H. Edwin Romeijn has been appointed the new H. Milton and Carolyn J. Stewart School Chair in the Stewart School of Industrial and Systems Engineering effective January 1, 2015. Romeijn is currently professor and Richard C. Wilson Faculty Scholar in the Department of Industrial and Operations Engineering at the University of Michigan and program director for Service Enterprise Systems and Manufacturing Enterprise Systems at the National Science Foundation in Arlington, Va.
“Edwin has a unique blend of research expertise, teaching excellence and national leadership, which is exactly what we need to maintain the finest industrial engineering program in the country,” said Gary S. May, dean of the College of Engineering. “He has the vision, experience, temperament and outstanding reputation in fields critical to the school that make him ideally suited and prepared to keep our industrial engineering program at the forefront internationally.”
As the new chair, Romeijn will oversee a school that consistently ranks as the No. 1 industrial engineering program in both graduate and undergraduate education according to U.S. News & World Report. The school was originally established in 1924, and it has become the largest industrial engineering program in the country with more than 2,000 students and 60 faculty members.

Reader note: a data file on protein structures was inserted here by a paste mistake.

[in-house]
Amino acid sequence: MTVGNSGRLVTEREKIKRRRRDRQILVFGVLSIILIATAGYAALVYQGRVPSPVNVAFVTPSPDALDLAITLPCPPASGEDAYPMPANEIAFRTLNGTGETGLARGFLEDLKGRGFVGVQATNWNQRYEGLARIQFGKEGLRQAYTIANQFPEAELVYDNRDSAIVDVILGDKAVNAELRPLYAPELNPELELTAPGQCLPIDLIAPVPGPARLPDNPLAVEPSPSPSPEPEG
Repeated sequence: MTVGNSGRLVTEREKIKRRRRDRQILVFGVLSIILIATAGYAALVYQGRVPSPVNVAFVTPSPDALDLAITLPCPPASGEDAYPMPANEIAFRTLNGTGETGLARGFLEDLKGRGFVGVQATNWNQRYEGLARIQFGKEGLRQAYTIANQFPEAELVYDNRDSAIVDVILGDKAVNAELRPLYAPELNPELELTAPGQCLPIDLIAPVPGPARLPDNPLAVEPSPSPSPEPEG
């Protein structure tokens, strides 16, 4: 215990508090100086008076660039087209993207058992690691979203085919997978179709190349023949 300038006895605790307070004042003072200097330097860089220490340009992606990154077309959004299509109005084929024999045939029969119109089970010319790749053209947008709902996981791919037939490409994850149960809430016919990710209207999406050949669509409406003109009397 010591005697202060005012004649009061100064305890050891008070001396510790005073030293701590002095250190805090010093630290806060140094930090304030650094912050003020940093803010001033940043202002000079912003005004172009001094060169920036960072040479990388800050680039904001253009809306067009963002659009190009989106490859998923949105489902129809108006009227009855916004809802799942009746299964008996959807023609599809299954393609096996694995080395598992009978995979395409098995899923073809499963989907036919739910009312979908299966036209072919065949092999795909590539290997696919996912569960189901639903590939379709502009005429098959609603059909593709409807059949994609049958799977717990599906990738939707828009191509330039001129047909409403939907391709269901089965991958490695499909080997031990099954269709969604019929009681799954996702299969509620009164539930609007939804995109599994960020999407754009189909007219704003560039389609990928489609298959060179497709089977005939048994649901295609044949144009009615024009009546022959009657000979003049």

"These are exciting times for the field of industrial and systems engineering,” said Romeijn. “I am looking forward to joining Georgia Tech and helping ISyE both continue and expand its tradition of excellence and leadership in research and teaching in this field."
Romeijn received his M.S. in econometrics and Ph.D. in operations research from Erasmus University Rotterdam in the Netherlands in 1988 and 1992, respectively. He was a faculty member at the Department of Decision and Information Sciences at the Rotterdam School of Management of Erasmus University Rotterdam and the Department of Industrial and Systems Engineering at the University of Florida before joining the Department of Industrial and Operations Engineering at the University of Michigan in 2008.
He currently serves as program director for the Manufacturing and Service Enterprise Systems programs at the National Science Foundation. He has taught courses in operations research, stochastic processes, applied probability and statistics, supply chain management, and decision support systems. His research focuses on optimization theory and applications, in particular in the areas of supply chain optimization and optimization in health care.
While at Michigan, he has served as chair of the graduate admissions and financial aid committee for the Department of Industrial and Operations Engineering and on the faculty search and promotion committees. He is currently area editor for Optimization and Health Care Systems Applications, Omega, and associate editor of IIE Transactions.
Industrial and Systems Engineering
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